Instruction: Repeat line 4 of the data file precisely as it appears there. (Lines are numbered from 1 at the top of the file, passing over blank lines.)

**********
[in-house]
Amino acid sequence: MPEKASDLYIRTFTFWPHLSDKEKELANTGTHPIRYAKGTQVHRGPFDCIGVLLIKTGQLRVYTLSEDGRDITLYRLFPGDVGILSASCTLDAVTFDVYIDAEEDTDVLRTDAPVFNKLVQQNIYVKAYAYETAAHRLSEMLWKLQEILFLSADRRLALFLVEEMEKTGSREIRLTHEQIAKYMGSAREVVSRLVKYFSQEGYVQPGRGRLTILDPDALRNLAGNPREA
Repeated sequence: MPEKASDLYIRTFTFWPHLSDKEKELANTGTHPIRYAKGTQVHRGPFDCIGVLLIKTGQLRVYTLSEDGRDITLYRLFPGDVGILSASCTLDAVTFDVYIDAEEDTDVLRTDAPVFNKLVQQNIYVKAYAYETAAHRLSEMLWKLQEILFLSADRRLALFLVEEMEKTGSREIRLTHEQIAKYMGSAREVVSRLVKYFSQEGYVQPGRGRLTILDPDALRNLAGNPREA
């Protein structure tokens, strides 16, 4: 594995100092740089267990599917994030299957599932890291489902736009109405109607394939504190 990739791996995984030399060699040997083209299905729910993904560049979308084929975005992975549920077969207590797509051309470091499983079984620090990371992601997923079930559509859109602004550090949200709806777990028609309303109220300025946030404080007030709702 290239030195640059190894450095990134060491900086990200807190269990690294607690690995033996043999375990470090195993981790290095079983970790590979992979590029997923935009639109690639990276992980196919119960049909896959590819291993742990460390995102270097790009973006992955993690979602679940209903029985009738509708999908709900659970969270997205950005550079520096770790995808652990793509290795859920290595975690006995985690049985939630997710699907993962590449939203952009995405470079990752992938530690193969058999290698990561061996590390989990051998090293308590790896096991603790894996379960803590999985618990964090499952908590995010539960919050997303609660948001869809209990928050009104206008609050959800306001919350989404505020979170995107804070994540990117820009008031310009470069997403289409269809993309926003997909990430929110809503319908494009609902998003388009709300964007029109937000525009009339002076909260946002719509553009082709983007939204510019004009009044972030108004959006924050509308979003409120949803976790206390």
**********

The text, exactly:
């Protein structure tokens, strides 16, 4: 594995100092740089267990599917994030299957599932890291489902736009109405109607394939504190 990739791996995984030399060699040997083209299905729910993904560049979308084929975005992975549920077969207590797509051309470091499983079984620090990371992601997923079930559509859109602004550090949200709806777990028609309303109220300025946030404080007030709702 290239030195640059190894450095990134060491900086990200807190269990690294607690690995033996043999375990470090195993981790290095079983970790590979992979590029997923935009639109690639990276992980196919119960049909896959590819291993742990460390995102270097790009973006992955993690979602679940209903029985009738509708999908709900659970969270997205950005550079520096770790995808652990793509290795859920290595975690006995985690049985939630997710699907993962590449939203952009995405470079990752992938530690193969058999290698990561061996590390989990051998090293308590790896096991603790894996379960803590999985618990964090499952908590995010539960919050997303609660948001869809209990928050009104206008609050959800306001919350989404505020979170995107804070994540990117820009008031310009470069997403289409269809993309926003997909990430929110809503319908494009609902998003388009709300964007029109937000525009009339002076909260946002719509553009082709983007939204510019004009009044972030108004959006924050509308979003409120949803976790206390």